Slow Wine: Why It Matters and The February US Tour
By Daniel Leipow, Slow Food USA Editorial Intern
Whether you eat to live or live to eat, a glass of wine helps many of us tap into the most savory bits of life. This simple but omnipresent appeal may be the reason that wine has been appreciated so deeply for so long. Though Slow Food works to extend that appreciation beyond the vineyard, wine remains the product most commonly associated with the term terroir — the unique combination of microclimatic and environmental factors resulting in a specific and complex flavor profile.
Slow Food believes that wine, just as with food, must be good, clean and fair — not just good. Wine is as much an agricultural product as any of the food we eat, and has a significant impact on the lives of its producers and environment. Unfortunately, high chemical input and excessive water consumption are commonplace in conventional wine production.
But Dionysus lives! Even as we grapple with life’s greatest challenges, we must relish those moments of celebration or pause accompanied by a good glass of wine. And nowhere is it written that revelry mustn’t be moral. Enter the Slow Wine Guide and, lucky for you, the upcoming Slow Wine USA tour!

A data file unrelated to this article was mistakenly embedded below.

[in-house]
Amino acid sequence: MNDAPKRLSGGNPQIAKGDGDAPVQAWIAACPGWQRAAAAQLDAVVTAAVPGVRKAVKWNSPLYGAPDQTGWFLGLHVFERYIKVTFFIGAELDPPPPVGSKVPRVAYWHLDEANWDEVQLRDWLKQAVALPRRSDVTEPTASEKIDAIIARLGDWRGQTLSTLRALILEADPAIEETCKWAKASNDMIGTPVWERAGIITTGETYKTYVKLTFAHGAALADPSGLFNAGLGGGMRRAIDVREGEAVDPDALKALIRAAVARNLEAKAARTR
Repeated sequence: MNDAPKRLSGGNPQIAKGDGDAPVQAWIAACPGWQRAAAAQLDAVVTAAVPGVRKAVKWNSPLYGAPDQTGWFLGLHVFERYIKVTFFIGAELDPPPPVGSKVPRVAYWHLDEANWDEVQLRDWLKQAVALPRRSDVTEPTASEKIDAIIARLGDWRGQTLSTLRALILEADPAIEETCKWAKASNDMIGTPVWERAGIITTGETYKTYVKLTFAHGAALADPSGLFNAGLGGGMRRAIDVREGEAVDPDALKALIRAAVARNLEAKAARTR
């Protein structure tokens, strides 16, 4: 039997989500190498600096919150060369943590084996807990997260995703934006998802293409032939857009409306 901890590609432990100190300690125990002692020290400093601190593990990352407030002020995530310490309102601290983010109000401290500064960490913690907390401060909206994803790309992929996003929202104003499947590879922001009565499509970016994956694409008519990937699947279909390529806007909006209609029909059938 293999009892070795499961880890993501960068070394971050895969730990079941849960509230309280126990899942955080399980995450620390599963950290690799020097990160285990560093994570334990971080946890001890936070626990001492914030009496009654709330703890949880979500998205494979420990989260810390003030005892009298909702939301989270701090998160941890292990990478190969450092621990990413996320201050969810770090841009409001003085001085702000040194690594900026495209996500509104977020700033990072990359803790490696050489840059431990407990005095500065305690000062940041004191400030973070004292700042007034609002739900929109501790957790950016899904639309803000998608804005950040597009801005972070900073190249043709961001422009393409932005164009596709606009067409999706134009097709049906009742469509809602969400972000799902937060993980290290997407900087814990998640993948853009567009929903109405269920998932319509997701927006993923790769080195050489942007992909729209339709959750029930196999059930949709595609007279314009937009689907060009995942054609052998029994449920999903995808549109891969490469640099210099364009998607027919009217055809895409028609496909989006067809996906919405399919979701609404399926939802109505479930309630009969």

Slow Food International created a new guide to wine in 2010, to facilitate an interplay between the appreciation of the social and environmental impacts of wine production with our enjoyment of the age-old libation. The first Slow Wine Guide, published in Italy, was a watershed for lovers of Italian wine on both sides of the Atlantic. It marked a bold departure from the cultural hegemony of score-based and tasting-note-driven wine reviews, instead scoring with respect to the companionship between wine and the social and natural effects of its production.
The Italian public responded rapidly to the philosophy and concept of Slow Wine. By its eighth year of publication, it was Italy’s most popular wine guide. The guide initially featured only Italian wines, but soon expanded to include wines from neighboring Slovenia in 2016 before crossing the Atlantic the following year to feature wines first from California and now Oregon. Each wine in the guide has been vetted for quality in the deepest sense of the word, making way for unabashed quaffing.
Next week, Slow Food Editore begins the US tour of the 2020 Slow Wine Guide. The tour will traverse five cities—San Francisco, Seattle, Denver, New York, and Boston—with tasting and outreach events. The events will feature over one hundred select wines and the people who craft them, and will preview the 2020 edition of the Slow Wine Guide.
Slow Food founder Carlo Petrini said, “If you want to save the world, you must not do it with sadness. You must do it with joy!” Join us on the tour this month and we will save the world together, glass in hand.